Victims of domestic violence who have been praying for a law to protect them will be disappointed following a decision to edit out the anticipated Marital Rape Act out of the SADC Gender and Development protocol signed by member states at the recent summit in South Africa.
The Southern African Development Community (SADC)’s Gender and Protocol alignment was this week preparing to come together and draft a plan of action to prod the Botswana Government to sign the approved gender and development protocol.
However, contrary to recent reports in The Sunday Standard, the Marital Act and seven other major issues were edited out of the protocol in order to appease SADC heads of states who were against it.
As a result, the Gender and Development protocol was finally signed at this year’s SADC summit without some of the key issues that were in the original draft.
In last week’s edition the Sunday Standard reported that in future, men who abused their wives sexually might find themselves in trouble with the law as the SADC heads of states were nearly reaching a decision to approve the Marital Rape Act.
It has, however, emerged that the Act was edited out of the protocol to ensure safe passage of the protocol.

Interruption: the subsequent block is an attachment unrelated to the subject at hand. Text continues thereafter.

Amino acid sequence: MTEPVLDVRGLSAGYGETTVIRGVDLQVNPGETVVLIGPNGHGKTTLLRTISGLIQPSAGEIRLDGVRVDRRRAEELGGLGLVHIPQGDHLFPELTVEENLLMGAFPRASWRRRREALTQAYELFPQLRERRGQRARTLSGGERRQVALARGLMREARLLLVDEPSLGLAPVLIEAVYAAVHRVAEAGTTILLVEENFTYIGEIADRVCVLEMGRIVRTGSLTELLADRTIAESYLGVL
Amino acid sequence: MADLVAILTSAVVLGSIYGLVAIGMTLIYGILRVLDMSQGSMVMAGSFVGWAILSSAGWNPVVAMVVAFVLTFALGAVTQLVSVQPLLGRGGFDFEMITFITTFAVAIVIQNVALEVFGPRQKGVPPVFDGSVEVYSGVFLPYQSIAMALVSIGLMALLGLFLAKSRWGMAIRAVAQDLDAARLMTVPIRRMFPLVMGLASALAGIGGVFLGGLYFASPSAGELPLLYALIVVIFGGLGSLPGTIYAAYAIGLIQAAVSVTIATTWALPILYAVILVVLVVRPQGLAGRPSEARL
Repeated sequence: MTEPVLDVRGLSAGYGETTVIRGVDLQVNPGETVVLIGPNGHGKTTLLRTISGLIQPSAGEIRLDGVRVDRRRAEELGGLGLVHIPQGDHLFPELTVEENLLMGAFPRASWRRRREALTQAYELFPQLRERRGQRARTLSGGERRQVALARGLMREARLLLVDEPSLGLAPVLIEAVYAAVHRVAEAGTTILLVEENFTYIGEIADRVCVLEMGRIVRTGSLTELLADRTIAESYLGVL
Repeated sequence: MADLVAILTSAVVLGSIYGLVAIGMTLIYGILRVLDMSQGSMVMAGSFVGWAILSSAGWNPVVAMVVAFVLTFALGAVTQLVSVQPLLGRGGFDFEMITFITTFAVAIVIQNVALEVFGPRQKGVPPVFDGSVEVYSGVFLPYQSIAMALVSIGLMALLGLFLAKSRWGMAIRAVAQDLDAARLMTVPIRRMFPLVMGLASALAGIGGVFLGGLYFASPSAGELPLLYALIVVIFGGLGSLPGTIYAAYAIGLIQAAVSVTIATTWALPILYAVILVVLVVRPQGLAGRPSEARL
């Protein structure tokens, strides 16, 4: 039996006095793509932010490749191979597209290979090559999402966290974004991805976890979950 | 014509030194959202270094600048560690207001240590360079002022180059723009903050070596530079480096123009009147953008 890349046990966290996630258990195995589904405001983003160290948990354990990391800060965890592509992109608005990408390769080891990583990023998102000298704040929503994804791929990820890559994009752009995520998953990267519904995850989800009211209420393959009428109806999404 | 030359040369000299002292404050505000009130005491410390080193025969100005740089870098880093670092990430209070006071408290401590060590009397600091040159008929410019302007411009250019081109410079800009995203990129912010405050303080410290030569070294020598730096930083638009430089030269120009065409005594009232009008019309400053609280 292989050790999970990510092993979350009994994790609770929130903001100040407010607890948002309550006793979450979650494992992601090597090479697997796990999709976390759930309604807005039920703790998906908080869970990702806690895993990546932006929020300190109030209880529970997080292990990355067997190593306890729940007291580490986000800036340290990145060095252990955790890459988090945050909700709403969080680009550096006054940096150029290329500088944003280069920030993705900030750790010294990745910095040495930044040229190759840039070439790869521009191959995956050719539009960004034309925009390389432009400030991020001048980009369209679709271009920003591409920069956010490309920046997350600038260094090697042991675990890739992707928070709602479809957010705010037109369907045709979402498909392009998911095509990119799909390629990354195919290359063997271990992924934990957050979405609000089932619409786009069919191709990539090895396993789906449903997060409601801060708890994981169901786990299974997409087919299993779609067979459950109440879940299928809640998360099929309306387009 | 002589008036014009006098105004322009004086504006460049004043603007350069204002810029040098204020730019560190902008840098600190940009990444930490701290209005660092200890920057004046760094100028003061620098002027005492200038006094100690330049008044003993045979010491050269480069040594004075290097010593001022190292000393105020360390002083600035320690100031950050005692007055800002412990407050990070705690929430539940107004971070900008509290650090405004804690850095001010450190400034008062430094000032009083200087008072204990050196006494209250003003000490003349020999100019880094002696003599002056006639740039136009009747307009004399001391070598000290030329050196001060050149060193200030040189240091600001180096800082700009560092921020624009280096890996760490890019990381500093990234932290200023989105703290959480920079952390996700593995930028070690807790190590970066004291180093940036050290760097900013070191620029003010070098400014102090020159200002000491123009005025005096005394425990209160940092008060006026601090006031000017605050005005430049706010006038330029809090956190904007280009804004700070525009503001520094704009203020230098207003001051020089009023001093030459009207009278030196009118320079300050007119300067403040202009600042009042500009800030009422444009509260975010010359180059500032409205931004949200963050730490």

Elsie Alexander, regional head of the Gender and Protocol Alliance, explained this week that “marital rape was no longer an issue of concern amongst those signing the protocol as it was one of the areas that made them uncomfortable with signing the protocol in the first place”.
Alexander says it is going to take patience and limitless effort to criminalise marital rape because regional leaders are uncomfortable with the provision citing cultural clashes.
Ten out of 14 heads of state signed the protocol. Botswana boycotted the summit because they were unhappy that Zimbabwe’s president Mugabe had been allowed to attend.
Alexander says that the signing of the protocol was a major achievement for women and that the deletion of the Marital Rape Act shouldn’t discourage them from fighting for their rights.